Once physical bounty becomes available, such as occurred naturally in river terrains, the upper limit on the size of a quasi-family group (everyone being kind-sorta relatives) went up and agriculture and civilization began their little dance.

Even when the bands were quite small, societal rules evolved naturally as emergent properties of the group. If the same problem came up over and over, say children fighting over who got what food, a structure might have been set up to reduce the tension these created (e.g. “We will take turns.”). Group cohesion was considered a general good as “in numbers lies strength.” So, a hunter who goes out and kills a deer comes back to the group and distributed pierces of meat to the members of the group. This deals with the lack of an ability to store meat (it rots fairly fast in warm climates, and also draws predators, so the safest place to store it is in the bellies of the tribe members). It also creates a nascent altruism.

As these groups got larger, managing a wide range of behaviors became problematic. When the patriarch/matriarch were unavailable to settle problems or weren’t strong enough, men’s and women’s circles were invented to teach the members of those groups and to resolve disputes.

All of these things are natural, emergent, outgrowths of a social species, especially one that learns to communicate significantly (which facilitates learning and dispute resolution).

I assume Dr. Wilson will make these points as I continue reading, but I consider these things inevitable. A highly communicative social species, should end up with general rules of behavior to keep the group viable and on an even keel emotionally. And voila, morals are born.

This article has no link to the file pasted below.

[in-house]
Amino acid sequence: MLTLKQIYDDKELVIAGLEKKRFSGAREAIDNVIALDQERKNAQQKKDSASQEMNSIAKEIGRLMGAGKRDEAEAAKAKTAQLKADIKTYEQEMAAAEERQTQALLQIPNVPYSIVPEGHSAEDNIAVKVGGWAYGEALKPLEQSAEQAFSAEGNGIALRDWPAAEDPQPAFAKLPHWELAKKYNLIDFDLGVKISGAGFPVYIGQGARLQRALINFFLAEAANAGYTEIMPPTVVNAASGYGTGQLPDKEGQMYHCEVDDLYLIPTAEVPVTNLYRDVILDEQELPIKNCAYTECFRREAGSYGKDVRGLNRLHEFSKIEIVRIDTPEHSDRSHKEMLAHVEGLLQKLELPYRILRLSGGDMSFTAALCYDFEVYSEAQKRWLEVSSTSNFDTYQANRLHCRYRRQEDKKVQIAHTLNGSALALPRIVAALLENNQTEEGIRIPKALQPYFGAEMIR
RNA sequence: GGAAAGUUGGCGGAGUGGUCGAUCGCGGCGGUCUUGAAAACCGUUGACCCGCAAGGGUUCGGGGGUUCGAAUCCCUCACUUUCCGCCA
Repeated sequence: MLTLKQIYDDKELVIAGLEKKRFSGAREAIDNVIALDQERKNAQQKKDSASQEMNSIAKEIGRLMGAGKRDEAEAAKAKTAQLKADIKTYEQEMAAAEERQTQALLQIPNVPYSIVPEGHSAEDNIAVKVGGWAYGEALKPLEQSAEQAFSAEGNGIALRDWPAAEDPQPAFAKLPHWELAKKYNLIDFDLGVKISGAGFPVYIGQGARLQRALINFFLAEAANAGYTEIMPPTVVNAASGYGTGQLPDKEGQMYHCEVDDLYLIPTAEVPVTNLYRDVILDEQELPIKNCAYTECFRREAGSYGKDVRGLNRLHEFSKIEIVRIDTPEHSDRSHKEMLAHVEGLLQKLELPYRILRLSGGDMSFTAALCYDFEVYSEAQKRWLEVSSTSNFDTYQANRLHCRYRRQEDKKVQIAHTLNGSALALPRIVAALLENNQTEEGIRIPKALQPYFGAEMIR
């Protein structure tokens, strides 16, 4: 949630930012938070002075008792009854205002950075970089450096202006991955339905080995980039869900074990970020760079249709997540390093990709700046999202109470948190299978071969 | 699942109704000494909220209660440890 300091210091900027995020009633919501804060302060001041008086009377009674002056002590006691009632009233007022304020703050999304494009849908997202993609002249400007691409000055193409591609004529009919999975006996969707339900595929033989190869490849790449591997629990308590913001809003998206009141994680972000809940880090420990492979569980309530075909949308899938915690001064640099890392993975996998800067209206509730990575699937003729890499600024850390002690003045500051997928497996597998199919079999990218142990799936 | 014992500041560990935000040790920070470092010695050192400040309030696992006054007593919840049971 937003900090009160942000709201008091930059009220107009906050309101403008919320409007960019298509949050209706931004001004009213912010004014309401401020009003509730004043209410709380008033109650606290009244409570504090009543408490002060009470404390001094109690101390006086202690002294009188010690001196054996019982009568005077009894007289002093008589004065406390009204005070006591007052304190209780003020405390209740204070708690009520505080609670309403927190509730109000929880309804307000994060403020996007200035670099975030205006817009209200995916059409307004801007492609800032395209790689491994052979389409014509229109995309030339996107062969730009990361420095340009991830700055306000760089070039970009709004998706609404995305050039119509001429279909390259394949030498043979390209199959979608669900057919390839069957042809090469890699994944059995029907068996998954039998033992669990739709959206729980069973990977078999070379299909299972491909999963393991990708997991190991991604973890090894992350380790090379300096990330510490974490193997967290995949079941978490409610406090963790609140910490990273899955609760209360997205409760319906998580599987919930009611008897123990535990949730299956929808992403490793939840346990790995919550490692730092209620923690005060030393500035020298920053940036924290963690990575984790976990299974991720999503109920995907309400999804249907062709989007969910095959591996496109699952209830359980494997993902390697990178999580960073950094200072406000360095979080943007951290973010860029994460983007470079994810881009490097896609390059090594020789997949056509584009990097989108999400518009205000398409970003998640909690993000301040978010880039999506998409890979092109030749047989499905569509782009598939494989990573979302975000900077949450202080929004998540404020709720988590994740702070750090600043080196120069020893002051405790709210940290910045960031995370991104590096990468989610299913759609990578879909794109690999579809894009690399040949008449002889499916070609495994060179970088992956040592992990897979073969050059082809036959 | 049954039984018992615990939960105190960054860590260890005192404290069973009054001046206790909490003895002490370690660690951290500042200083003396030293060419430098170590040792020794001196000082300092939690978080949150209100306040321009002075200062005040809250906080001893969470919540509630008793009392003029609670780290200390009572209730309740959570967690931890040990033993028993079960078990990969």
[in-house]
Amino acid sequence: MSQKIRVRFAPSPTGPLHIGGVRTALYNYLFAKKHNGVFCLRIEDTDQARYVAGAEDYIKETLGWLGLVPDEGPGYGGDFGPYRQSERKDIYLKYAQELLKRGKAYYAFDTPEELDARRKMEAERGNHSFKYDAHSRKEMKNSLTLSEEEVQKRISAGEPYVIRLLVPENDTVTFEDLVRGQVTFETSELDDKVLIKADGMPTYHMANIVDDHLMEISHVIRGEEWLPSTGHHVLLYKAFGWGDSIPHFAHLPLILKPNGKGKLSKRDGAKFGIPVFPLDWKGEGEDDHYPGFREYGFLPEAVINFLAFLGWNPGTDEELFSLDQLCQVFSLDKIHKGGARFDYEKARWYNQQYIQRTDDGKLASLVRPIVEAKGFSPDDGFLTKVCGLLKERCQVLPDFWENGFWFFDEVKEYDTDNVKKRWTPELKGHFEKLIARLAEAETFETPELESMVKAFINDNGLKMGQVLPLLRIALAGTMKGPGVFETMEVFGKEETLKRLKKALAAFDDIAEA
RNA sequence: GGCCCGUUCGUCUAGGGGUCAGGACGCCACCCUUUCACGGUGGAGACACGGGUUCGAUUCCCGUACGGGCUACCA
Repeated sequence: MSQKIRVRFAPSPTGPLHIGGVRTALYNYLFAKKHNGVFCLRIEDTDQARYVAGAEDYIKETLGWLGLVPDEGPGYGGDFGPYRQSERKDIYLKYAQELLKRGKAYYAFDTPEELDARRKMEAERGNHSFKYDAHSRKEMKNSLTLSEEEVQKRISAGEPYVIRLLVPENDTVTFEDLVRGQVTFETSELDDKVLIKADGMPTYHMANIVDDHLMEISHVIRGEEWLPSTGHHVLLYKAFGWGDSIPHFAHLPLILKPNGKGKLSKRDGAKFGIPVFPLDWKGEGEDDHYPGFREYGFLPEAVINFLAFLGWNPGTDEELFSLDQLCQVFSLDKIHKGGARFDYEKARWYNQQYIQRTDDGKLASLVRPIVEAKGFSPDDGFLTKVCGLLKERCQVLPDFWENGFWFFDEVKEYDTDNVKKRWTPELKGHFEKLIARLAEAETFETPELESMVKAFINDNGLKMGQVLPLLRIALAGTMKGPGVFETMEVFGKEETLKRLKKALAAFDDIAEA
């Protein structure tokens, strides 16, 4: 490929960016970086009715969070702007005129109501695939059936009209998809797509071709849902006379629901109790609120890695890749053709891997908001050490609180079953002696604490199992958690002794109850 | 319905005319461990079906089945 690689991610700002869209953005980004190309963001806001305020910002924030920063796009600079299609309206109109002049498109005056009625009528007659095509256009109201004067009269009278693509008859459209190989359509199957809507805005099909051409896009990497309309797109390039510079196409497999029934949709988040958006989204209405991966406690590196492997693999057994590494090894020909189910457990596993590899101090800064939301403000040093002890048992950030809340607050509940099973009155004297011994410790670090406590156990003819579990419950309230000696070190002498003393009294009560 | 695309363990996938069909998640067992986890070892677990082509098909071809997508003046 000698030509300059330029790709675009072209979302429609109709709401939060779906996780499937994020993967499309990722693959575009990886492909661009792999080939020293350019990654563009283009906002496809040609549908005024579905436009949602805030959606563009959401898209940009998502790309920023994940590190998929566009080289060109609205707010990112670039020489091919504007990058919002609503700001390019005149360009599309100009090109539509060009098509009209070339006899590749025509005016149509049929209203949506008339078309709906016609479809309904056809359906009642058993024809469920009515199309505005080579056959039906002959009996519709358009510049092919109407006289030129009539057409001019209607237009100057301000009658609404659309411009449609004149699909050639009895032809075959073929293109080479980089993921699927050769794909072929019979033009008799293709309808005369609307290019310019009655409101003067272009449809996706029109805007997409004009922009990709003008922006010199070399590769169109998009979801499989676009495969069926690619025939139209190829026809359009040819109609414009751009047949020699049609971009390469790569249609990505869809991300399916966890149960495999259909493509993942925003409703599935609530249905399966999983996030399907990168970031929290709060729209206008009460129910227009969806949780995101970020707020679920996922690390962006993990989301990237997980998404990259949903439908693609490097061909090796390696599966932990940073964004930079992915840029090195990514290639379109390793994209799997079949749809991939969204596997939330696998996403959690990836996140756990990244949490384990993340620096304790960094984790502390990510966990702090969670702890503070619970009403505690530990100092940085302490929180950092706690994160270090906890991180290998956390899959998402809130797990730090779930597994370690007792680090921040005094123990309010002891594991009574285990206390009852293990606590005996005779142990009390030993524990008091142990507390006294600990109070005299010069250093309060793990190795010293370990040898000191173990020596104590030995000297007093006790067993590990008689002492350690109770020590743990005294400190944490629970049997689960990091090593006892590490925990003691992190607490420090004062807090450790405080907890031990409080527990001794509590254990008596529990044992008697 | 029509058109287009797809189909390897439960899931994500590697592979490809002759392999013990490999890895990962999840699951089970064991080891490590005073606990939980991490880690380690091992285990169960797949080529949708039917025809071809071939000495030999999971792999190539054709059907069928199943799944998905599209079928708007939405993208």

Note We are now learning that Neanderthals may have had some form of speech available to them (their DNA suggests this). If we hadn’t bumped them off of their perch, they might still be around today, having all of the basics to form complex societies. (They still had differences/limitations to deal with, such as a shoulder joint unable to perform an overhand throw, such as of a spear, so they probably wouldn’t have invented baseball, but they might have invented softball.)

 

 

 

 

February 15, 2020

The Transactional Idea of Gods

Filed under: History,Reason,Religion — Steve Ruis @ 8:36 am
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I am currently reading a wonderful book, An Atheist’s History of Belief: Understanding Our Most Extraordinary Invention by Matthew Kneale. The author paints a picture of how religion came to be that is quite compelling. He starts with a chapter entitles “Inventing Gods” which begins with a purpose for religion and that is keeping a primitive people’s worst nightmares at bay. He points out that widely dispersed cultures, which didn’t interact had a great deal in common. The commonality involved going into trance states and seeing or becoming spirit animals. In all of these cultures, these spirit animals had three basic abilities: the ability to help you when you got sick, the could also control the movement of prey animals, and they could improve the weather.

He argues that many of the cave paintings which typically are claimed to describe hunting scenes actually represent spirit animals.

The commonality of these things bears upon his claim that primitive peoples could be terrified by the three occurrences and the reassurances offered were welcomed everywhere.